she who danced the first pudding

and the other was to the law of light

that explained

why it was illegal to have lights on after dark

the words were in an obscure dialect

so I was never sure just what we were singing

but the whole village would to join hands

and sing in the town square

around the sacred poles

that were kept in the darkened strip joints

this was the only time

they were brought into the daylight

for all to see and wonder at

we would sing the songs

moving in and out around the poles

the poles would glisten with moose fat


once the bishop had taken

them back to the strip bars

we choir boys would sing

the first song again and again

till all the poles

had been reunited with their sacred dancers

and thus the pudding was cleansed

There was a fairly large Jewish population in my hometown, Sydney. All through school I envied the number of holidays that would get them a day off school. These special days were none of the inspirations for the many ceremonial events in Village Stories. My Dad was a Mason which has its own set of rituals and mysterious hand signals.


In Village Stories I wanted to develop my own set of idols – the moose – and ceremonies. The natural of light & dark is played with as I developed some of these seemingly random elements. Strip bars as places of worship easily led to the poles as representations of May poles. Logical to me anyway.


Past pieces explore the sacred strips bars – not that there were any at that time but there were places adults went that children we not allowed – that secrecy became tantalizing. Re-reading this piece & editing it some deepens the mystery of where these images came from within me.

In much of the specfic I have been reading lately there were/are many stories building new worlds that are ruled by various systems of magic & ritual – the sort of ceremonial things that go back to the Druids – our search for a way on connecting with the mystic. Cape Breton has deep Celtic roots and it’s clear to me that that also drew me to creating my systems of connecting to the mystic – though I am more a surrealist mystic than a realist.

What is the pudding?

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Photos of the War

sample rough draft sample

Photos of the War


my older brothers prepared for war

by learning the intricacies of languages

and lingerie of foreign places

no one explained what they fought for

I was told the children in our village

didn’t need to know till they were older

I didn’t think my brothers were so old

they were still learning to shave and swear


there was talk of death

that I didn’t quite understand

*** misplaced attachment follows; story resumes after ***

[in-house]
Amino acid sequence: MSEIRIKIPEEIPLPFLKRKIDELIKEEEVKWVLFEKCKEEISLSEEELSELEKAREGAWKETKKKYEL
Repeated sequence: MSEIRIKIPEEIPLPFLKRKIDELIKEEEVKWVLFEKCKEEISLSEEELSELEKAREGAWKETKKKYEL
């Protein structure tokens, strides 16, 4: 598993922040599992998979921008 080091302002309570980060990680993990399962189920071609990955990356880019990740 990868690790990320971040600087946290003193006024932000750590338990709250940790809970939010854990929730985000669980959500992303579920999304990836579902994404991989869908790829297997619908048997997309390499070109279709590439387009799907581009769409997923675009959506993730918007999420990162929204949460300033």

death was a place from where people never returned

in the cathedral the bishop

called it the long sleep of righteousness

I wanted my brothers to be awake

so I could watch them gut the moose

so they could show me

how to get more than shoulders touched

in the strip bars


but they were determined to go to war

all the young men in the village

were hungry for danger

some so hungry

they started in on each other

tore each other’s flesh

ripped clothes to such shreds

even the women couldn’t repair them

these bruised men would roam

the Whistling Wood naked

chant loudly while the choir practiced


I didn’t understand war

but the hungry men in the woods

would haunt my sleep

their bruised naked bodies

danced erratically around a fire

private parts painted by flames

I wanted to join in their howling

but I was too young

I was still playing with boys

learning how to howl and dance naked

smeared with smelt guts and birch bark

we started our own boys’ army

by stomping on ants


my brothers went to war

they emailed short notes every day

“marched to Majorca”

“wet dirty sox”

“send powdered moose milk”

they sent photos of themselves

bright lights in the background

tall buildings that reached the clouds

in one of them by an airplane

they glared at us in defiance

pointed their guns at the camera

then one of them naked on a lawn

their bodies bandaged unrecognizable

these weren’t my brothers

they didn’t look human

as cracked grins of satisfaction

played across what remained of their faces

war after the war

Here’s another of the mythology series. I rarely write directly ‘political’ stuff because I’m more of a story teller than a social commentator. Lapsing into didacticism or hectoring is too easy and drowns all, to me, any real emotional response other than self-righteous anger.

The voice of Mythology is of this innocent boy and I try to see real world events though the eyes of someone without an adult knowledge base. War is one of those things that even adults find hard to fully grasp. War and death.

shoes shoes to be filled after the war

Here I work with elements of the mythos I’ve built into this island world – the moose, strip bars, the Whistling Woods – introduced some modern elements as well – i.e. email. With a gentle hint of sexuality – private parts painted by flame – I develop this voice and this place into, what I hope, is a real comment on how war affects the rush to manhood, soldiers, the ones left behind.

rubble bombed out

There is no actual war in my mind – all wars are the same (the struggle to support the US economy – but I didn’t go into that cynical aspect here). I’ve seen these photographs though. Some were of my Dad in uniform when he fought in WW II. Others from a Viet Nam documentary. Or maybe from the movies, because many of our fondest memories are really from the movies not from our real life.


August 28-31 – attending – FanExpo Canada expo spider atingle at expo 2014

October 19 – feature – Cabaret Noir – Welcome to Lake Pinebow pineoct


tree02 lost in the Whistling Woods